Ali Mohamed Ali faces life in prison on piracy-related charges. But is he a criminal mastermind or a Good Samaritan? The truth is likely something in between.
Ali Mohamed Ali never considered himself a criminal, let alone a pirate. He was well-educated. He spoke English. He may have asked his friends in America to send the occasional loan while he lived in Somalia, but he didn’t need to steal or hold innocent people hostage to earn money.
...Ali was not what one would typically call a pirate. He never wielded a gun or captured a ship. But on November 9, 2008, he boarded the CEC Future, a Danish cargo vessel that had been seized by Somali pirates while sailing in the Gulf of Aden, off the coast of Yemen. Since he was fluent in English, Ali had been recruited by pirates to negotiate a ransom with the hijacked ship’s owner. After 71 days, the company that owned the CEC Future agreed to pay $1.7 million for the release of 13 hostages—including the captain, who was on his maiden voyage—and the ship’s freedom.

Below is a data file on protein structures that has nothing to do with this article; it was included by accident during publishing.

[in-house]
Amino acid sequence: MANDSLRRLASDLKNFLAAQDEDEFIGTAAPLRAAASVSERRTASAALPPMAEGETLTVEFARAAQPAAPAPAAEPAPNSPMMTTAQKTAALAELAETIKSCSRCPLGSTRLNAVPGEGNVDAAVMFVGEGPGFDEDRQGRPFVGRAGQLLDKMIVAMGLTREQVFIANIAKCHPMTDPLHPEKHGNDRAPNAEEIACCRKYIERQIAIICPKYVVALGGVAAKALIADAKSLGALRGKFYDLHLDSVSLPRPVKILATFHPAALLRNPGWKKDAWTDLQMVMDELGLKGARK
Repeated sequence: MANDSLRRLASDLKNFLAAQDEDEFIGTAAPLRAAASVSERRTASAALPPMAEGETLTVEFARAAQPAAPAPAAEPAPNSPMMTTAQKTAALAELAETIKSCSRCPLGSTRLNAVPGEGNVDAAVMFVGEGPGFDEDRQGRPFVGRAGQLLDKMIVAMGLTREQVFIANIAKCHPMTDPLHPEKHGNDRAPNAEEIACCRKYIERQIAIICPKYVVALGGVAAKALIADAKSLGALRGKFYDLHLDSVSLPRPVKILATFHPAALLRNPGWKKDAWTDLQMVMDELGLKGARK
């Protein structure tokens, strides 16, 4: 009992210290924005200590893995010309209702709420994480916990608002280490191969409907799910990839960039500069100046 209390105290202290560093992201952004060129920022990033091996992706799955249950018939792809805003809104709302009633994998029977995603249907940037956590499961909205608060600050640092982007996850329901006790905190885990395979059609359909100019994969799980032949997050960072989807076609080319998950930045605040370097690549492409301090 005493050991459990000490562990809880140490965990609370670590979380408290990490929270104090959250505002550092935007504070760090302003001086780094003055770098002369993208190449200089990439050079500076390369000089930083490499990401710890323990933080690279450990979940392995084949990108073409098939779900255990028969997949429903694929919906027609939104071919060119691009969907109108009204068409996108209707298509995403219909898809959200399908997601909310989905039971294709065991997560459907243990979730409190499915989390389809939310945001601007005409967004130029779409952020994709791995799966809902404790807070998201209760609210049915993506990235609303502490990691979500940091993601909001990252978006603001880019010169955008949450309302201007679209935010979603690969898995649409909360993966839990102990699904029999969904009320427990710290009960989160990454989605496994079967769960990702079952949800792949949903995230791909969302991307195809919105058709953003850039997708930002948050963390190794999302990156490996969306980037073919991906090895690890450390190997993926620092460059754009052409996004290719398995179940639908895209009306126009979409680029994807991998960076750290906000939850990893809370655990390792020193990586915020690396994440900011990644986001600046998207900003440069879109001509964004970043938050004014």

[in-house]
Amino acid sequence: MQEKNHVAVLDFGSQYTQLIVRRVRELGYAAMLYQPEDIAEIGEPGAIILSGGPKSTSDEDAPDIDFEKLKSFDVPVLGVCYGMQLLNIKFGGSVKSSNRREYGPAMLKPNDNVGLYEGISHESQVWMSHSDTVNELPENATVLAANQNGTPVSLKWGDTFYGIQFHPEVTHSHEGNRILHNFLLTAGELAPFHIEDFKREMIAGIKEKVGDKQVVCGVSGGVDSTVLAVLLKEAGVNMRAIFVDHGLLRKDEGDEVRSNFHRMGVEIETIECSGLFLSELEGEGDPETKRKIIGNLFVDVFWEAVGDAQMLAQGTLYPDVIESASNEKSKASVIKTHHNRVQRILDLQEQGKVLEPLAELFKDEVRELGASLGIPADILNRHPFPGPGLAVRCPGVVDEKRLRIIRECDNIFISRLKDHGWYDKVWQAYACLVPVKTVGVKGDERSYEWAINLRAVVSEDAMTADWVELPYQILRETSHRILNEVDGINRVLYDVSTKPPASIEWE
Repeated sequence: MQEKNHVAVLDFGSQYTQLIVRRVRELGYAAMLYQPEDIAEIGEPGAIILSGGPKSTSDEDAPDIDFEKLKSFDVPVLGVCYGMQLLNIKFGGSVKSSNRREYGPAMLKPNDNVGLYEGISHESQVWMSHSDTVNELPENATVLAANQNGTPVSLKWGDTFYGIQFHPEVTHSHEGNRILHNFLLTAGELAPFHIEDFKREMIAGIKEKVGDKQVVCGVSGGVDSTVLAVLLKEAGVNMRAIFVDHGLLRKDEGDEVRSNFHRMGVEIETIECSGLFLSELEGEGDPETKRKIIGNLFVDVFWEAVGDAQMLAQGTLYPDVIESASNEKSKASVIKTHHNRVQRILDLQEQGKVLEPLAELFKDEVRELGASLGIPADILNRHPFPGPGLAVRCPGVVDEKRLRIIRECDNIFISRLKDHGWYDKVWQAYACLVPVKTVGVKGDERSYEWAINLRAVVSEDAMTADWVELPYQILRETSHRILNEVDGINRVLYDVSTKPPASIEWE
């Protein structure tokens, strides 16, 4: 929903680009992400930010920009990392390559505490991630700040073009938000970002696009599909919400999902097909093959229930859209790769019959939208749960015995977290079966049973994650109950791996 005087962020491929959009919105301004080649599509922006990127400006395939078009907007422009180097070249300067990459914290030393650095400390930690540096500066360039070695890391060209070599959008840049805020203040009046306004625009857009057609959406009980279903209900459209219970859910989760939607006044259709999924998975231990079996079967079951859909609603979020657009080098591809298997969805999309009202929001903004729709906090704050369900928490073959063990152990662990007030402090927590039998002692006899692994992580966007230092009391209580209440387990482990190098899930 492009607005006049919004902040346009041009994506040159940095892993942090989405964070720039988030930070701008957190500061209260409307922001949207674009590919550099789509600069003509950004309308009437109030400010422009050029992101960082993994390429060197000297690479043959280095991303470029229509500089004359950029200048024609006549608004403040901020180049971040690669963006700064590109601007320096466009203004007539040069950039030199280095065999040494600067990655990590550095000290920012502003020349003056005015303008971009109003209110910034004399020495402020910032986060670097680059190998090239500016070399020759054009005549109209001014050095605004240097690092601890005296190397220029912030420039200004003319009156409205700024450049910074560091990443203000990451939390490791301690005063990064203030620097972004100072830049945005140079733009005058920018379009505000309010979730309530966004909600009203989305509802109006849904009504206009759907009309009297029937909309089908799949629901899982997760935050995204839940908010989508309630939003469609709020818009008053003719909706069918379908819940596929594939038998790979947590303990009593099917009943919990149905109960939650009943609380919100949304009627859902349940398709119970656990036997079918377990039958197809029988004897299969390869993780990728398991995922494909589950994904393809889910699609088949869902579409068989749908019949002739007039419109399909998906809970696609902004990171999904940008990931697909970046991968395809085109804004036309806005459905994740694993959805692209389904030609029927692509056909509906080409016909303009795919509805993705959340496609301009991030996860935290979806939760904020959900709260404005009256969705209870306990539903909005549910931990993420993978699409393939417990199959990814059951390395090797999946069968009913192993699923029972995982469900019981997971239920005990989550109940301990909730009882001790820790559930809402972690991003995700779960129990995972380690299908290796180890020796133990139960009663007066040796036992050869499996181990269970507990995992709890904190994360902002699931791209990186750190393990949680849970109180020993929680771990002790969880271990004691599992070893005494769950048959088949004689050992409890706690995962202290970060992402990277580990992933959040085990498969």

Ali doesn’t dispute these facts. But he says he’s not a pirate conspirator, simply a man trying to do his civic—and particularly Somali—duty to help those in need. If no ransom were paid, he says, the hostages might have been killed. The U.S. government, on the other hand, says his motives were purely material. The government says that even after the $1.7 million ransom had been agreed upon, Ali delayed the release of the hostages to negotiate a separate $75,000 for himself. Ali says that money wasn’t for him, but for two higher-level pirates who demanded extra ransom for themselves. Requests for comment from prosecutors in the U.S. Attorney’s office for this story were denied.
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